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No one has to think up this stuff
This column was originally published on Dec. 1, 2000. Joe Sullivan is on vacation.
Some of you are overheating from a burning question you keep asking me.
And your question doesn't have anything to do with what I want for Christmas.
No, the question I hear most often is this: Where do you get the ideas for your columns? This is such an easy one.
I don't get my ideas from anywhere. My columns are a mirror of my life. Life happens. Ergo, columns happen too.
For example: At lunch with my wife this week, a woman stopped by to chat and mentioned that young people with no work experience find it difficult to get hired because -- are you ready? -- they have no work experience. "How are they supposed to get experience?" the woman wanted to know. She turned to me and said, "You ought to write a column about that." Here 'tis.
The way for young people to get work experience is to show up for work and start working. Without even being hired. I can't tell you the number of people I know who are successful today who got their first experience by screwing up enough courage to ask some boss if they could work for free just to have something to put on a resume.
A variation on that theme are the internships where you do get paid. We have two or three paid internships here in the newsroom every year. I think it's important to give aspiring journalists that learning -- and working -- opportunity. After the paid positions are filled, I offer to let anyone else interested in an internship work all summer for free. I rarely get turned down.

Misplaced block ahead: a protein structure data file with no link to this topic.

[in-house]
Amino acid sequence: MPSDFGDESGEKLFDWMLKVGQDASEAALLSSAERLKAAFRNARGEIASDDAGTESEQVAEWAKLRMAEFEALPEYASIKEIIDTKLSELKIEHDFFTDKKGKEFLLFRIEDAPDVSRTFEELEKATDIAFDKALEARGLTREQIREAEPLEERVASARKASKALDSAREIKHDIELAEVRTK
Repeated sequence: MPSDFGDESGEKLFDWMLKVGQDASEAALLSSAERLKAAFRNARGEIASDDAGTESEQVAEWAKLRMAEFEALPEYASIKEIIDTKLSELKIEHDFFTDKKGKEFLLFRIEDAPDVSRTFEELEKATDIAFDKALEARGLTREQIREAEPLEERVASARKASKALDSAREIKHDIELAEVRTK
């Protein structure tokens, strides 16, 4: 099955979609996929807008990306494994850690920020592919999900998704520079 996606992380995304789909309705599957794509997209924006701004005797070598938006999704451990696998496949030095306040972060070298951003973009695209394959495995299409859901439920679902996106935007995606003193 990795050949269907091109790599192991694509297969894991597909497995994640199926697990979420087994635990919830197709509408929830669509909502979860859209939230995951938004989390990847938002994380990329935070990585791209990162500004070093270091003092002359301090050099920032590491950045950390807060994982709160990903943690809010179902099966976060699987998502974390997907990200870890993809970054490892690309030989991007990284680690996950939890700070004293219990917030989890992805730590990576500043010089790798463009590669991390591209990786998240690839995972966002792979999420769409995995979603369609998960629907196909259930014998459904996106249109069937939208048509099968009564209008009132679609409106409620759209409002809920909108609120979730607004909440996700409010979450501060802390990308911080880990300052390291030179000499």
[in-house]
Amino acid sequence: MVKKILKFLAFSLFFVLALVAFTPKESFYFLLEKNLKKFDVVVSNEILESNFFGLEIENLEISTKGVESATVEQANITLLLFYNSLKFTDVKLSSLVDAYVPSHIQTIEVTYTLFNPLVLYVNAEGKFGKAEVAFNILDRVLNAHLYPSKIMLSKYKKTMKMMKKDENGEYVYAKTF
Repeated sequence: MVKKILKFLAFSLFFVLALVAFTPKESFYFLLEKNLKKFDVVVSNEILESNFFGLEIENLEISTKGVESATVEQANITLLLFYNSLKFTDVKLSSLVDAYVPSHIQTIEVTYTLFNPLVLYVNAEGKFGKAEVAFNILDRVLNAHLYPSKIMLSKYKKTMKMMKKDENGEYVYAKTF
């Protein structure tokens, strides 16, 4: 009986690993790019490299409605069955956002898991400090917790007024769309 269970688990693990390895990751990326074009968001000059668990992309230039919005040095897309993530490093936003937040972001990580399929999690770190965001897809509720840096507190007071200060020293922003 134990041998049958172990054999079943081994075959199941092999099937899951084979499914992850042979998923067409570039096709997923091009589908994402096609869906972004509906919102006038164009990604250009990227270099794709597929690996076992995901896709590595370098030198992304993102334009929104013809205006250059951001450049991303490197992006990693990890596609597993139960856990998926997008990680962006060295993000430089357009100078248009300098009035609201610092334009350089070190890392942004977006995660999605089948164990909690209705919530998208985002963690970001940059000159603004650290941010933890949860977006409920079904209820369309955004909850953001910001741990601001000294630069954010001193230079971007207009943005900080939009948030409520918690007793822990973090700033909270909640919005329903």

When I was at the paper in Topeka, Kan., I started an internship program that offered 20 summer jobs to college students majoring in journalism. Half were paid positions (barely minimum wage). A fourth were for no pay. And a fourth paid to participate. It was a solid and intensive internship program, and in its second year there were more than 600 applications for the 20 slots. No one flinched at not being paid or even having to pay.
Just think how many opportunities there would be for young people to get work experience if every boss offered some variation of this program.
Here's another question I was asked recently: "Joe, why don't you do something about the time changes every spring and fall?"
Not too long ago I mentioned in a column how I hate to give up daylight-saving time because it gets dark too early. But there's that whiny argument that, without the time change, school kids would have to wait for buses in the morning in the dark, and that's not safe for the poor darlings.
Now that we've got a month of daylight-wasting time under our belts, I think we really do need to stop talking about the time changes twice a year and start doing something. You could do what I do with one of the clocks here in my office: I never change it back and forth. And I have another clock that hasn't moved a second in over two years. I guess the batteries are dead. But I won't let anyone touch that motionless clock. For two reasons. First: It's accurate twice a day. Second: It's accurate every time I look at it for somewhere in the world, and it's nice to know what time it is somewhere else once in while.
So, there you have it. Another column about life. My life.
It's the only one I know anything about.
R. Joe Sullivan is editor of the Southeast Missourian.